CIMAP gives fragrant boost to farmers’ income

Published: Wed, 01/10/2018 - 12:11 Updated: Wed, 01/10/2018 - 12:20

After the success of Mint Revolution, India’s leading scientific research agency, Council for Scientific and Industrial Research (CSIR), is aggressively pursuing its Aroma Mission in an attempt to enhance the income of farmers by spreading cultivation of aromatic crops.

In an exclusive meeting with UNI, Anil Kumar Tripathi, Director of Central Institute of Medicinal and Aromatic Plants (CIMAP), Lucknow, said, “Enhancing the income of farmers and empowering them has been our major focus area. In the light of the past successes of CSIR-CIMAP, particularly the Mint Revolution that was brought to Uttar Pradesh, CSIR is pinning a lot of hope on us for focussing on using aromatic crops to boost the income of farmers.”

With a view to strengthening the India system of traditional medicine, CSIR is laying emphasis on aromatic crops as an alternative source of income for farmers in the event of mercurial weather conditions. 

“When the land is lying fallow, for instance, between wheat harvesting and rice plantation, we provide short-duration crops which precisely fit into the cropping pattern. The income generated through such short-duration crops is almost twice that of the two crops (wheat and rice) put together,” Prof Tripathi pointed out.

“The challenge before us now is Aroma Mission, which is targeting expansion of cultivation of aromatic crops in an additional 6,000 hectares. Under this mission, we will provide direct intervention by offering a variety of crop options, guidance programmes, awareness programmes, and setting up of distillation units and marketing facilities, he said.

Aroma Mission has been launched with the ambition of making India emerge as a global leader in the production of essential oils extracted from aromatic crops. Aromatic essential oils have a great demand in the aroma and perfumery industries. “We are targeting 6,000 hectares, but we certainly hope that soon this will catalyse cultivation in about 60,000 to 100,000 hectares, because once the farmers see the ‘success story’ they promptly grab the opportunity. So, the idea is to create ‘success stories’ which will automatically attract farmers and, in turn, spread cultivation to 100,000 hectares,” Prof Tripathi said.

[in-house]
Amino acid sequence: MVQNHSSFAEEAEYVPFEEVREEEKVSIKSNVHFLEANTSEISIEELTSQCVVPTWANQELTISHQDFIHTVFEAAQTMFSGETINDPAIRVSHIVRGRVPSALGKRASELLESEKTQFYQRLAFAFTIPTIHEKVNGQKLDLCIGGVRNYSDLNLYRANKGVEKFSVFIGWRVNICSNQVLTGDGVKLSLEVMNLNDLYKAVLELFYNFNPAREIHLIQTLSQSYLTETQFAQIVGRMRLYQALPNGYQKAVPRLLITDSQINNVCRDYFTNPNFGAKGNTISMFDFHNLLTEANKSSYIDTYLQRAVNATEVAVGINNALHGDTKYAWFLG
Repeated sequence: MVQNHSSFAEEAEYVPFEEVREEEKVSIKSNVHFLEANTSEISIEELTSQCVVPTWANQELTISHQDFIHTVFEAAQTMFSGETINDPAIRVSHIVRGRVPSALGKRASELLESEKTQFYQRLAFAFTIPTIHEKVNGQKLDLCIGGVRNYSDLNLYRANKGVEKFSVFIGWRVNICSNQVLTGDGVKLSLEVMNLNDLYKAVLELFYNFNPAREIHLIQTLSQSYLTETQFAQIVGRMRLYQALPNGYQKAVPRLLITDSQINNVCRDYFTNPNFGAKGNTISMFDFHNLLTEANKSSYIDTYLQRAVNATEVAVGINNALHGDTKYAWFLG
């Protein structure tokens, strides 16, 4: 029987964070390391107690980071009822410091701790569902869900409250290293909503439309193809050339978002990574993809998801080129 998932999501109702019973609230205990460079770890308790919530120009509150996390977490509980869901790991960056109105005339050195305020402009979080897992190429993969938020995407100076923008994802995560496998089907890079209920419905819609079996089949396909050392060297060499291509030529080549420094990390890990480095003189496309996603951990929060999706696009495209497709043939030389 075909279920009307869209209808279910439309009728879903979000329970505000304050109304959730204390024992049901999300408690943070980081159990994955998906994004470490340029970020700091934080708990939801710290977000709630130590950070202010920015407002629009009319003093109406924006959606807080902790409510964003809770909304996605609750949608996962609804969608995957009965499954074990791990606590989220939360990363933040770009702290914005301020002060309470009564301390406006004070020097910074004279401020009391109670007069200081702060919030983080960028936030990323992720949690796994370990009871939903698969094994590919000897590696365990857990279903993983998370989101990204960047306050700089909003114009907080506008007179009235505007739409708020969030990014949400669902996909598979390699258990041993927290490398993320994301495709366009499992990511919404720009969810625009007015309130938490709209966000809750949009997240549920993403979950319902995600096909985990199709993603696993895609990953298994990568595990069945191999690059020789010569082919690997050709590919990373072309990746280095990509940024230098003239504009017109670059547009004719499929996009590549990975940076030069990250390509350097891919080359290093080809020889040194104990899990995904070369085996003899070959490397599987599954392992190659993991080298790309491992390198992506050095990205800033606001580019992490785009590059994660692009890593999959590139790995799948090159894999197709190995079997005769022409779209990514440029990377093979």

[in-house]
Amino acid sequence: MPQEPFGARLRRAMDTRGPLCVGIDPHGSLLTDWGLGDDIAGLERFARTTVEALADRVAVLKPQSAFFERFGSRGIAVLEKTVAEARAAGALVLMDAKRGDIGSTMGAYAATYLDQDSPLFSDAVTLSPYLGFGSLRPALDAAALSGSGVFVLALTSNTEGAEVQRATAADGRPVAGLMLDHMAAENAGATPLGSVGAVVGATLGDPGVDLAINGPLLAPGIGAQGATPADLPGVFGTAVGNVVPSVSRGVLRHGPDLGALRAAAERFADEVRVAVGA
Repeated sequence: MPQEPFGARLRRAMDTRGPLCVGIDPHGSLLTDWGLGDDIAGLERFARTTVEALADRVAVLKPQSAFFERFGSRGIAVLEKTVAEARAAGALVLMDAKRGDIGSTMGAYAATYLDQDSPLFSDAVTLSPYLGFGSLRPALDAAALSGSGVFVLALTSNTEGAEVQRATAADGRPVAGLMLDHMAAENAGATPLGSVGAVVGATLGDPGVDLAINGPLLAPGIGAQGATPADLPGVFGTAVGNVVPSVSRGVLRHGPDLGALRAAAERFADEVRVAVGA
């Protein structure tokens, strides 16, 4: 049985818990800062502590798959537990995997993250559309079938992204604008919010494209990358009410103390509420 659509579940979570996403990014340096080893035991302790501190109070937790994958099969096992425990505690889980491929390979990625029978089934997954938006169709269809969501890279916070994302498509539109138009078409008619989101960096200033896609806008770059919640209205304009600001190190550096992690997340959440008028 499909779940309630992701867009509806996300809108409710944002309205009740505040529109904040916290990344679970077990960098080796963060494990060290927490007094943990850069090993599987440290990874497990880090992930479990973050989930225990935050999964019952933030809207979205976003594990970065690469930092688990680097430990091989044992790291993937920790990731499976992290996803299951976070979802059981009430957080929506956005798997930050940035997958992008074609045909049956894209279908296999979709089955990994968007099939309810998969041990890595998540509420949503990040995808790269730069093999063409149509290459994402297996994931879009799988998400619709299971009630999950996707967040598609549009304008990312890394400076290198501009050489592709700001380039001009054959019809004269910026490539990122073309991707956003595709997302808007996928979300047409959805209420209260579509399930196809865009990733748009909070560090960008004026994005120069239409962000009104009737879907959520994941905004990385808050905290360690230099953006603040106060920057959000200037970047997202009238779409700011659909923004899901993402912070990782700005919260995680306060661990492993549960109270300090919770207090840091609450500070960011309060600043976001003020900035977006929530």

Besides Lucknow, CIMAP centres in Hyderabad and Bangalore are engaged finding ways to promote Aroma Mission. “The Hyderabad centre has done remarkable work towards expansion of ashwagandha crop cultivation. In very remote areas where rainfall is very poor, ashwagandha has been providing good support to the farmers,” he said with a sense of satisfaction.

Referring to Mint Revolution which catapulted India to the top slot of menthol production, Prof Tripathi stated, “About 30 years ago, India was a net importer of menthol, which is used in cough syrup, toothpaste etc. In fact, it was not produced in India at all. Menthol is extracted from a plant which is called Japanese mint. It was brought to India by our visionary directors and acclimatised. Gradually, we developed a whole lot of varieties in such a way that its cultivation fitted very well into the cropping pattern of farmers. There are climates that favour cultivation of mint and UP was most suited for it, because it is grown in summers and UP’s summers are real hot.”


“Enhancing the income of farmers and empowering them has been our major focus area. In the light of the past successes of CSIR-CIMAP, particularly the Mint Revolution that was brought to Uttar Pradesh, CSIR is pinning a lot of hope on us for focussing on using aromatic crops to boost the income of farmers.”

Prof Tripathi pointed out, “India is currently the largest exporter of menthol oil and mint is cultivated in 200,000 hectares area. Earlier, it was 300,000 hectares, but due to creation of synthetic menthol in Germany, the production went down because the prices went down. Millions of farmers are benefitting and a survey done by us showed that their income has increased by about 1.75 times because of mint cultivation.”

“Today if India is the largest producer and exporter of menthol mint, it is because of CIMAP scientists and their dedication. The varieties of menthol mint, the agro technology, processing technology, marketing extension facilities… everything has been done by CIMAP,” he said with a sense of pride while pointing out that menthol oil was Rs 4,000-crore annual turnover business.

“Because of Mint Revolution, we have built a great amount of trust among farmers. When the farmers know that CIMAP is the same institution which had created Mint Revolution, they willingly adopt whatever we introduce to them,” Prof Tripathi concluded.